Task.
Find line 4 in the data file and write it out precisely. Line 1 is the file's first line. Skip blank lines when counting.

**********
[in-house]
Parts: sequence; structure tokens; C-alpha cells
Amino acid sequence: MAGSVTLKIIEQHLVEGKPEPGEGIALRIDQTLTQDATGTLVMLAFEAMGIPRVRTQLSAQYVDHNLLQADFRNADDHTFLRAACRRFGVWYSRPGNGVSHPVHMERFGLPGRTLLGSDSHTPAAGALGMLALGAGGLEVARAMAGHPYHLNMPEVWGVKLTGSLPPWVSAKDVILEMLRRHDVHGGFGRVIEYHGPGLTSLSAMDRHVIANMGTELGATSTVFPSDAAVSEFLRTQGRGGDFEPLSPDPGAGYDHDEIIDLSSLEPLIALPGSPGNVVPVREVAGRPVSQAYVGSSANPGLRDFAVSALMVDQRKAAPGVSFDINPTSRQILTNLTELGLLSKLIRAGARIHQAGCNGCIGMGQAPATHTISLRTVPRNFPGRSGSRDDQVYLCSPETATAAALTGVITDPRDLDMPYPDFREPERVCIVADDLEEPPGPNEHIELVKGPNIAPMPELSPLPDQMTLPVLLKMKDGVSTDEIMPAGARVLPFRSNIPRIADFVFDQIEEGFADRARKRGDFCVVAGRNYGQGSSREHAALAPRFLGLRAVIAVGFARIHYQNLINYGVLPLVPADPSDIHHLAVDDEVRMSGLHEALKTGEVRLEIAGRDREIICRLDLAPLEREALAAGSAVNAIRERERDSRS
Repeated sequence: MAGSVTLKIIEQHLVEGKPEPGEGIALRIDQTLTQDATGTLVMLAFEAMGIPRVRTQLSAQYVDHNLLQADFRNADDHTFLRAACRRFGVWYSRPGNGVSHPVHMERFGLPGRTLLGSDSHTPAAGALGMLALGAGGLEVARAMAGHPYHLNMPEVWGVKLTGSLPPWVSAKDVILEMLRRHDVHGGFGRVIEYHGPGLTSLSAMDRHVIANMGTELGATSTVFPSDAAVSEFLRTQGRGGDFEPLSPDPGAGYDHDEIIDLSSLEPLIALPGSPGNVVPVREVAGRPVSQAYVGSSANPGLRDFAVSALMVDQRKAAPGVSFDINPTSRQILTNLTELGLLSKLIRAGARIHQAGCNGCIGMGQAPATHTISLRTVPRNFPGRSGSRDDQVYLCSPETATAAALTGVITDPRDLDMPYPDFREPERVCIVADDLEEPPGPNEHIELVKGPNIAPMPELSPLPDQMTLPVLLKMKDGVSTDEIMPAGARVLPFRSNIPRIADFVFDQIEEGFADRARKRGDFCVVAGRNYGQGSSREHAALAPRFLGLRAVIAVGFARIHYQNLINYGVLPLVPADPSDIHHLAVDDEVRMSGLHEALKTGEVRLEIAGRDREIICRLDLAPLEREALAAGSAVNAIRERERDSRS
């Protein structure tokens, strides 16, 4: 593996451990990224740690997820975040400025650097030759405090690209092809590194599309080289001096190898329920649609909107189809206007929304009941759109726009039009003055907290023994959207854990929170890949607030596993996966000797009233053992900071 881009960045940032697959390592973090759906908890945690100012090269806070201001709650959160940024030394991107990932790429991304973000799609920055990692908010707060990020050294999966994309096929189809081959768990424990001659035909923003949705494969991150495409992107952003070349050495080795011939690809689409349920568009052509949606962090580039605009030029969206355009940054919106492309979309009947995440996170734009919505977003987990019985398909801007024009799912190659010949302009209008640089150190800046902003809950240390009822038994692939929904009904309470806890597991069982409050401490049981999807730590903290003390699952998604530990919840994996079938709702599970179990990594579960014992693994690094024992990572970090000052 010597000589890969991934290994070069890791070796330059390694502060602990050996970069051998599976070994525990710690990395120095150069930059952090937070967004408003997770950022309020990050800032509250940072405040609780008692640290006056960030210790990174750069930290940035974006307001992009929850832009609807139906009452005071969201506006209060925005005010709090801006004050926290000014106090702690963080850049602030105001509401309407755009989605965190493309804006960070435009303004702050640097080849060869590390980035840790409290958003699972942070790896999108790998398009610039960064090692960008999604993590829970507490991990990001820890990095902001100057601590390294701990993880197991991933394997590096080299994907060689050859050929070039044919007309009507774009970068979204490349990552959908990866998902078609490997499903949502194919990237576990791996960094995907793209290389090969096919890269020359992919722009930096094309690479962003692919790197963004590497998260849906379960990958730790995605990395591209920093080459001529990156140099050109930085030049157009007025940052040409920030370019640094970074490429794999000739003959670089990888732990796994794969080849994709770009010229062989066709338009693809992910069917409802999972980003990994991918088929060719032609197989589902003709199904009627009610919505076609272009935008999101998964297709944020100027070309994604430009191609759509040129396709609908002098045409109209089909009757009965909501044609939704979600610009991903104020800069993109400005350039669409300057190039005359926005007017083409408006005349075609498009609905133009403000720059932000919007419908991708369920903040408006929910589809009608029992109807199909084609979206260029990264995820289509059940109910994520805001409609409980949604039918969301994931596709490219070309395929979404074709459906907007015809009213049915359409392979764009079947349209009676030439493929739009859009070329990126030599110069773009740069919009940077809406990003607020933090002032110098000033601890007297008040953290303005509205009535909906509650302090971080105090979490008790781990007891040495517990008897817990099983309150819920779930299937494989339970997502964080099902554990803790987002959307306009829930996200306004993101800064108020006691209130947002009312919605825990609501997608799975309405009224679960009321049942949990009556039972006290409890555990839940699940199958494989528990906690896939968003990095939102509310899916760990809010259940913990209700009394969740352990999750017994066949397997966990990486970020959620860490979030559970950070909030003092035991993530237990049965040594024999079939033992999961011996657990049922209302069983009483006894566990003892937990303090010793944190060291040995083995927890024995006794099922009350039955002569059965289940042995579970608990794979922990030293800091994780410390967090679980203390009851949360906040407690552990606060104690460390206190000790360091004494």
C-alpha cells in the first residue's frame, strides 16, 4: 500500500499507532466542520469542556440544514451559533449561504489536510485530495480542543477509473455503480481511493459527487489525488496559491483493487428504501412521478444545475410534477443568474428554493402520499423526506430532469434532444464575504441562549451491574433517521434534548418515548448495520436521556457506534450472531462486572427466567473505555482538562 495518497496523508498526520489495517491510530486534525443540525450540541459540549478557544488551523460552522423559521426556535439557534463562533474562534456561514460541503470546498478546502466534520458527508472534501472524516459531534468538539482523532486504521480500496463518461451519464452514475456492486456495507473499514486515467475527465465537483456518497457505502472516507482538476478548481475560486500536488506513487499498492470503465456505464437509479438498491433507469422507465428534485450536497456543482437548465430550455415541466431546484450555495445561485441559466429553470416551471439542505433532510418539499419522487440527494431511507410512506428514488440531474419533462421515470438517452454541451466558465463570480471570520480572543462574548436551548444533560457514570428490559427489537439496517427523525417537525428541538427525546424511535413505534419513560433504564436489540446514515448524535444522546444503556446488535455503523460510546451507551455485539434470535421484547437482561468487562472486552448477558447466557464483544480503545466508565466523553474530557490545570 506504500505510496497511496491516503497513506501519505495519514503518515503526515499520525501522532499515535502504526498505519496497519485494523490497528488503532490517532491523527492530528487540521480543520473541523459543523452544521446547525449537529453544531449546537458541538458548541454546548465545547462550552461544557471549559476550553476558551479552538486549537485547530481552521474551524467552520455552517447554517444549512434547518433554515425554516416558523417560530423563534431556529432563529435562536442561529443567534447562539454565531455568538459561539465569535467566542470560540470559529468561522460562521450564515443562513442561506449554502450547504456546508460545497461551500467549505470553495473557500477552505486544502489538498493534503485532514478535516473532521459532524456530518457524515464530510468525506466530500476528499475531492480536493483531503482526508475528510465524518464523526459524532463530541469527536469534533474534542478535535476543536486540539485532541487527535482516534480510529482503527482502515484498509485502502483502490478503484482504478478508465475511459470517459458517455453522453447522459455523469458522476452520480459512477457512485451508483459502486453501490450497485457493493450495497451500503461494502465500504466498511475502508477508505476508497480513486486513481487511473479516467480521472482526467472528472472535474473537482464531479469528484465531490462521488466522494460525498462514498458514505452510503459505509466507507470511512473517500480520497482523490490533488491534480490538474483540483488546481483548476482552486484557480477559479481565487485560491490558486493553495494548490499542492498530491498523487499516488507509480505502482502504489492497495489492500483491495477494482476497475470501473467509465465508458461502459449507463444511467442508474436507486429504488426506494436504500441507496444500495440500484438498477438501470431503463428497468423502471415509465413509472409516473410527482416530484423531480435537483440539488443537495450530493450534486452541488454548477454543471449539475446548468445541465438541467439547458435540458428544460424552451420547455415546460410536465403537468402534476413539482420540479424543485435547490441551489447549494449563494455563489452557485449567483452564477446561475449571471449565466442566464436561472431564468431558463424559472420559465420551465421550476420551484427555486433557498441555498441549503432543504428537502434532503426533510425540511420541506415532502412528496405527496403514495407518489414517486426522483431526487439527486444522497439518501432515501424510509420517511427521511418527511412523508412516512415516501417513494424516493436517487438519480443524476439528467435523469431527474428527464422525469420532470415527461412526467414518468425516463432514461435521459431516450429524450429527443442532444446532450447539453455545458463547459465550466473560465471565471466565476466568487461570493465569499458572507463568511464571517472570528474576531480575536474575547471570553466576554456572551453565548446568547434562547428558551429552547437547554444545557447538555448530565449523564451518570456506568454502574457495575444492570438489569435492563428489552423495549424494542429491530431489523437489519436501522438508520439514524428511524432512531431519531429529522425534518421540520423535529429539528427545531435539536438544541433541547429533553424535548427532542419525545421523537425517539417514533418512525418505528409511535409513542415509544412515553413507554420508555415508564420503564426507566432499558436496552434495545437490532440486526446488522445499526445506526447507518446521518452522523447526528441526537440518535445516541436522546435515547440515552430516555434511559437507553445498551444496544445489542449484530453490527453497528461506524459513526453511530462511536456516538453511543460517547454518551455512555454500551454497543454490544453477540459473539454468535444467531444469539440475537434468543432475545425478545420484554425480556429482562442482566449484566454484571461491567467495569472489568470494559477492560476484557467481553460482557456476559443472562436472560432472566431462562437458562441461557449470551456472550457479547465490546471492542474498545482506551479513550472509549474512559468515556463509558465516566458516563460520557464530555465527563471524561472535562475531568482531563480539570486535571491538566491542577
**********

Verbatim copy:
Repeated sequence: MAGSVTLKIIEQHLVEGKPEPGEGIALRIDQTLTQDATGTLVMLAFEAMGIPRVRTQLSAQYVDHNLLQADFRNADDHTFLRAACRRFGVWYSRPGNGVSHPVHMERFGLPGRTLLGSDSHTPAAGALGMLALGAGGLEVARAMAGHPYHLNMPEVWGVKLTGSLPPWVSAKDVILEMLRRHDVHGGFGRVIEYHGPGLTSLSAMDRHVIANMGTELGATSTVFPSDAAVSEFLRTQGRGGDFEPLSPDPGAGYDHDEIIDLSSLEPLIALPGSPGNVVPVREVAGRPVSQAYVGSSANPGLRDFAVSALMVDQRKAAPGVSFDINPTSRQILTNLTELGLLSKLIRAGARIHQAGCNGCIGMGQAPATHTISLRTVPRNFPGRSGSRDDQVYLCSPETATAAALTGVITDPRDLDMPYPDFREPERVCIVADDLEEPPGPNEHIELVKGPNIAPMPELSPLPDQMTLPVLLKMKDGVSTDEIMPAGARVLPFRSNIPRIADFVFDQIEEGFADRARKRGDFCVVAGRNYGQGSSREHAALAPRFLGLRAVIAVGFARIHYQNLINYGVLPLVPADPSDIHHLAVDDEVRMSGLHEALKTGEVRLEIAGRDREIICRLDLAPLEREALAAGSAVNAIRERERDSRS